Luna said investigators recovered 42 shell casings inside the Star Ballroom Dance Studio, indicating the number of shots that were fired at the scene of the massacre. A large-capacity magazine was also recovered.

The sheriff confirmed that one of the victims was shot outside the dance studio and was found inside a vehicle. Luna said that person was likely shot before the suspect went into the studio and opened fire again. Luna also said Tran had a 1990 arrest for unlawful possession of a firearm.

The mass shooting occurred at 10:22 p.m. Saturday at Star Ballroom Dance Studio, in the 100 block of West Garvey Avenue, Homicide Bureau Capt. Andrew Meyer of the Los Angeles County Sheriff’s Department said. Ten people were pronounced dead at the scene.

Luna described the weapon used as a “magazine-fed semi-automatic assault pistol.”

About 17 minutes after the Monterey Park attack, Tran entered the Lai Lai Ballroom & Studio in the 100 block of South Garfield Avenue in neighboring Alhambra.

Luna speculated that Tran was going to try to kill more people, but an employee at the studio confronted Tran and wrestled away his gun, prompting him to flee.

The weapon that was taken from the suspect in Alhambra was a 9mm semiautomatic MAC-10 assault weapon, Luna said.

On Sunday, Torrance police located a white van matching the suspect vehicle near Sepulveda and Hawthorne boulevards and attempted a traffic stop. The van entered a strip mall parking lot near Del Amo Fashion Center. When officers approached, they heard a single gunshot fired from within the vehicle.

Police then maneuvered two “BearCat” SWAT vehicles on each end of the van, butting up against it, while several police vehicles parked nearby by for additional support.

Authorities made entry into the van shortly before 1 p.m. and found a man slumped in the driver’s seat, dead from a gunshot wound. Luna said there was no initial evidence of any law enforcement official firing a weapon. He said that driver in the van was Tran.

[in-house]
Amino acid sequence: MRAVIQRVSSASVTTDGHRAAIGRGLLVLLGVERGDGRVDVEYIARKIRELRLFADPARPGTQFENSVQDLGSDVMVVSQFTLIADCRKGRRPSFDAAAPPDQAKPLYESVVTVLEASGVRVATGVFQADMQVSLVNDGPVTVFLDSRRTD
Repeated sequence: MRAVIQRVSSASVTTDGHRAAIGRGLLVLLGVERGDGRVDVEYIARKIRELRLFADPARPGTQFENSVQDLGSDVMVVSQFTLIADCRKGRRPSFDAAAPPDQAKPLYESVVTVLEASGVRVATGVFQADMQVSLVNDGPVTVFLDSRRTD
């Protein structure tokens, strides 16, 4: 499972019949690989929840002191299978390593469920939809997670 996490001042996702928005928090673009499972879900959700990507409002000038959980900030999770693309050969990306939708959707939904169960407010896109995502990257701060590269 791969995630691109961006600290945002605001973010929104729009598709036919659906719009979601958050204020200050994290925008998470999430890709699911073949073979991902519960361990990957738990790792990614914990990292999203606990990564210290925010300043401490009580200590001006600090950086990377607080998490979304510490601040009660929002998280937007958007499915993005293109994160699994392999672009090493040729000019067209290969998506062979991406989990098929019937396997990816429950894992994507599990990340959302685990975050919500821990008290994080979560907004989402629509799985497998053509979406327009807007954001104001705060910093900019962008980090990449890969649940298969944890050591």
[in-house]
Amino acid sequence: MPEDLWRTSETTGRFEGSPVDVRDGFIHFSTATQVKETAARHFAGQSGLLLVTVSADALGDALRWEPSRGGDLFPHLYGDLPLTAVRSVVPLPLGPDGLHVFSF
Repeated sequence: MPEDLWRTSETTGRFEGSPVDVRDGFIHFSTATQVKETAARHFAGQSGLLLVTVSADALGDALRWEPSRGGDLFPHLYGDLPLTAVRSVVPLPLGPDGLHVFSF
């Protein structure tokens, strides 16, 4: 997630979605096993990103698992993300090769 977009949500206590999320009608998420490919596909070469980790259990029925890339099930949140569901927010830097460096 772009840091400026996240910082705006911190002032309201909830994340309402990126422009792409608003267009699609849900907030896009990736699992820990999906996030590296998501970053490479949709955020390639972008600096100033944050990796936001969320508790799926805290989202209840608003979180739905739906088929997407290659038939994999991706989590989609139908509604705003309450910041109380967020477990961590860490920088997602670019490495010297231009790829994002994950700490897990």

On Monday, Luna said a handgun was recovered inside the van, along with “clothing that the suspect wore during the commission” of the Monterey Park shooting.

The shooting coincided with a large celebration for the Lunar New Year. The city of Monterey Park canceled Sunday’s planned second day of the two-day celebration, but other holiday events were still held throughout Southern California — many with beefed up police presence in response to the shooting.

On Sunday, President Joe Biden issued a proclamation, stating:

“As a mark of respect for the victims of the senseless acts of violence perpetrated on January 21, 2023, in Monterey Park, California, by the authority vested in me as President of the United States by the Constitution and the laws of the United States of America, I hereby order that the flag of the United States shall be flown at half-staff at the White House and upon all public buildings and grounds, at all military posts and naval stations, and on all naval vessels of the Federal Government in the District of Columbia and throughout the United States and its Territories and possessions until sunset, January 26, 2023. I also direct that the flag shall be flown at half-staff for the same length of time at all United States embassies, legations, consular offices, and other facilities abroad, including all military facilities and naval vessels and stations.”

Gov. Gavin Newsom tweeted that he spent time Sunday in Monterey Park meeting with leaders and people impacted by the tragedy.

“The strength of this community is incredible,” Newsom said. “No other country in the world is terrorized by this constant stream of gun violence. We need real gun reform at a national level.”

School districts in the Monterey Park area made plans for Monday to deal with fallout from the attack. Alhambra Unified School District schools had no-pupil day Monday, according to its website.

The Los Angeles Unified School District said on its website it was offering mental health support and keep additional police patrols at Robert Hill Lane Elementary School in Monterey Park.

The Montebello Unified School District announced it would have additional police patrols at all schools bordering the Monterey Park and Alhambra areas and that it had mental health professionals ready to support students, families and staff as needed.

Saturday’s mass shooting included the most victims in Los Angeles County since 2008, when a disgruntled ex-husband killed 10 people, including himself, in Covina. It is the deadliest shooting in the U.S. since the massacre in Uvalde, Texas in May.

Anyone with further information about the shooting was asked to call sheriff’s homicide detectives at 323-890-5500 or leave anonymous tips on the Crime Stoppers line at 800-222-8477.